- The Washington Times - Friday, December 10, 1999

The Clinton administration invoked a legal loophole Thursday that clears the way for the return of a 6-year-old boy to his father in Cuba, despite the wishes of relatives in Miami to keep him in the United States.
In a reversal of policy, U.S. officials said the Justice Department rather than state courts in Florida will decide the future of Elian Gonzalez, who was rescued Thanksgiving Day after a small boat capsized killing his mother and 10 others.
“I don’t think we anticipate that it would go to the state courts at this time,” said Deputy Attorney General Eric Holder, who told a press conference the law favored Elian’s return to Cuba as long as the father could prove his relationship and that he was a suitable parent.
He said authorities have sent a letter to the father, Juan Miguel Gonzalez, outlining the steps he should take in order to get his son back.
The Clinton administration should the boy return to Cuba would likely infuriate Cuban-Americans in Florida who wield considerable political clout and have made the case a cause celebre.
President Clinton urged this week that the outcome be determined by “what would be best for the child” and not influenced by politics.
The decision for the Justice Department to decide the boy’s fate is likely to be challenged in court by the boy’s relatives in Miami, who want him treated as a political refugee in hopes of raising him in the United States.
The case has inflamed public opinion both in Miami and in Cuba, where mass demonstrations have been held for his return.
Hundreds of thousands of Cubans flooded Havana’s coastal highway Thursday to press for the boy’s return in the largest pro-government demonstration seen on the island in recent years.
Until Thursday, U.S. officials had said the child had a right to remain in the United States under American immigration law but that the custody issue pitting the father against the relatives in Miami would have to be decided by state courts in Florida.
However, Mr. Holder said Thursday that the Immigration and Naturalization Service would decide the boy’s fate, and an INS spokesman said the earlier statements were “a mistake.”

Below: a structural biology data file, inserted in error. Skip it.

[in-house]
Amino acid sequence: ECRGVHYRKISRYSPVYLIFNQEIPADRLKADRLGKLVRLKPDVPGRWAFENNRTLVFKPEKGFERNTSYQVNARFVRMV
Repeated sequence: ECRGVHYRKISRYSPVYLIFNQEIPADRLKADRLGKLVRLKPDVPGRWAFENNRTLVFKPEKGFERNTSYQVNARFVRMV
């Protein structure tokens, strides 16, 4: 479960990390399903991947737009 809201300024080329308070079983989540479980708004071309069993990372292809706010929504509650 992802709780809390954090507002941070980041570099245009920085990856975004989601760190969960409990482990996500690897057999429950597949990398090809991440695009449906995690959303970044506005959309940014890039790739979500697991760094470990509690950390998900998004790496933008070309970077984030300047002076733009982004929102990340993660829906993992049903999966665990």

Cubans who reach U.S. soil normally are interviewed and “paroled” into the United States, a procedure that permits them to live in the country for one year before their immigration status is finally decided.
But Justice Department officials said Elian was taken directly to a hospital and therefore was never formally paroled into the country even though he was later turned over to relatives with whom he has been living in Miami.
“That is correct,” said Carole Florman, a Justice Department spokeswoman. “Technically, he was not paroled in the usual sense.”
Mr. Holder said at a press conference that under U.S. law, Cuban law and international law, a parent’s wishes tend to be given great weight, assuming the parent has a good relationship with the child.
He said the INS wants to know whether Mr. Gonzalez can “prove that, in fact, he is the father of the child, what is the nature of his relationship, and expressed a desire on the part of the INS to interview him at the American Interests Section in Havana.”
“You have to make sure that the parent has not abandoned the child, has not in any way abused the child, that return of the child to the parent would be in the best interest of the child,” he said. The father claims the child was kidnapped by his estranged wife.
Mr. Holder said the father has been advised in a letter sent Wednesday night that he can use birth certificates, baptismal records, family pictures or the testimony of neighbors or other relatives to prove that he is the father. He was divorced from the boy’s mother.
INS officials said they were not legally obliged to let the boy remain in the United States because he was given only temporary entry after his rescue.
“He was paroled in for a deferred inspection that has yet to take place. It is set for the end of December,” said INS spokesman Mike Gilhooly.
Mr. Gilhooly said that he knew of no previous case where a Cuban refugee had been given a deferred inspection and the INS later decided to return the person to Cuba.
The father has demanded the boy’s return and Cuban President Fidel Castro has been orchestrating mass protests outside the U.S. Interests Section in Havana to pressure the United States.
In Miami, the boy’s lawyers are surprised by the turn of events.
“Typically, a person coming into the United States has the right to ask for asylum. We have notified the Justice Department that we intend to apply for asylum and protection from torture,” said Roger Bernstein, a lawyer retained by Elian’s relatives in Miami.
“We expect the Justice Department to honor that right. Due process demands that Elian be given the opportunity to assert his claim.”
He said the Miami relatives take the legal view that Elian was paroled into the United States, and they will take legal action to stop his deportation.
“We believe this case should be decided by the courts and that Elian’s father should be allowed to come before the courts to present his case,” said Fernando Rojas, spokesman for the Cuban American National Foundation in Miami.
“If the Clinton administration returns the boy without due process, it shows Clinton has no more respect for the rule of law than Fidel Castro,” he said.

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